bullet The Moral Theory attacks the uniqueness of Christianity. It treats Yeshua as just another charismatic martyr whose life and death has inspired his believers. Roman Catholics, Mormons, Sikhs, members of the Bah'ai faith and followers of other religions all have influential martyrs in their history who inspired believers. Christianity becomes just another religion, another way to God. Those parts of Protestantism which consider Christianity to be an exclusive religion --the only true religions which offers the only way to God -- must reject the Moral Theory.
bullet If, as the Moral Theory states, people are able to raise themselves out of sin by their own bootstraps, then Yeshua's death was really not that important. They can read any number of inspiring books, attend motivation seminars, liberate themselves from sin, and achieve atonement through their own effort. Yeshua death is not needed and can be dispensed with. For that matter, Yeshua himself is no longer needed. This violates many of the core beliefs of historical Christianity.
bullet God has many attributes: love, holy, just, righteous, etc. They are in balance. To say that love is God's dominating characteristic, as the Moral Theory requires, distorts the image of God and implies that he has a warped, unbalanced nature.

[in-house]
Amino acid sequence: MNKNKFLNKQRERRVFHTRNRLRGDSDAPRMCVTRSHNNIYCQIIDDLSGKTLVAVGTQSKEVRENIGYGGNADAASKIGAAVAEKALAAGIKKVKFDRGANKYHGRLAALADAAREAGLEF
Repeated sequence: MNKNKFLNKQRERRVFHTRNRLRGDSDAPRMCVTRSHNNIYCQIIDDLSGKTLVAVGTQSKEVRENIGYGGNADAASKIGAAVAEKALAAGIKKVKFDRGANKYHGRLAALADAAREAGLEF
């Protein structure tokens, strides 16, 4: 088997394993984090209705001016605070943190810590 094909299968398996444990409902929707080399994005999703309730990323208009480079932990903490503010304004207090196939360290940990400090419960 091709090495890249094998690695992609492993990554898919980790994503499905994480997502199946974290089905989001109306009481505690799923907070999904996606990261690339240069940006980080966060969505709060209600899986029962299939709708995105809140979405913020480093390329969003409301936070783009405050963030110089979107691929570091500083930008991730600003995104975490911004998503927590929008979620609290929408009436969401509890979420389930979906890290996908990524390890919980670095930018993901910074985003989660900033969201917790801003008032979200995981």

bullet William Sasser writes that the Moral Theory "...completely denies the spiritual condition of man, the deity of our Lord Jesus Christ, and 'necessitates a curtailment or surrender of every other characteristic doctrine of Christianity-inspiration, sin, the deity of Christ, justification, regeneration and eternal retribution'." 3

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  1. Ron Corson, "Atonement History," at:
  2. Michael Martin, "The Case Against Christianity," Temple University Press, (1991), Page 257 to 258. Read reviews or order this book safely from online book store.
  3. William Sasser, "Erroneous theories of the Atonement," (1997) at: Sasser lists nine theories of the atonement that he rejects.
  4. James E. Kiefer, "Biographical sketches of memorable Christians of the past: Peter Abelard...," at:
  5. "Atonement, religion, General," at:
  6. Phil Johnson, "The Nature of the Atonement," Grace to You, (2003) at:
  7. Ralph Wilson, "Theories of the Atonement," Joyful Heartô Renewal Ministries, at:
  8. Arthur Roberts, "The Atonement,", at:
  9. "Peter Abelard,", at:
  10. Michael Martin, "The Case Against Christianity," Temple University Press, (1991), Pages 252 to 263. Read reviews or order this book

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Home > Christianity > History, Beliefs, Trends, etc > Beliefs > Atonement > Theories > here

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Copyright © 2004 to 2006 by Ontario Consultants on Religious Tolerance
Originally written: 2004-MAY-10
Latest update: 2006-APR-07
Author: B.A. Robinson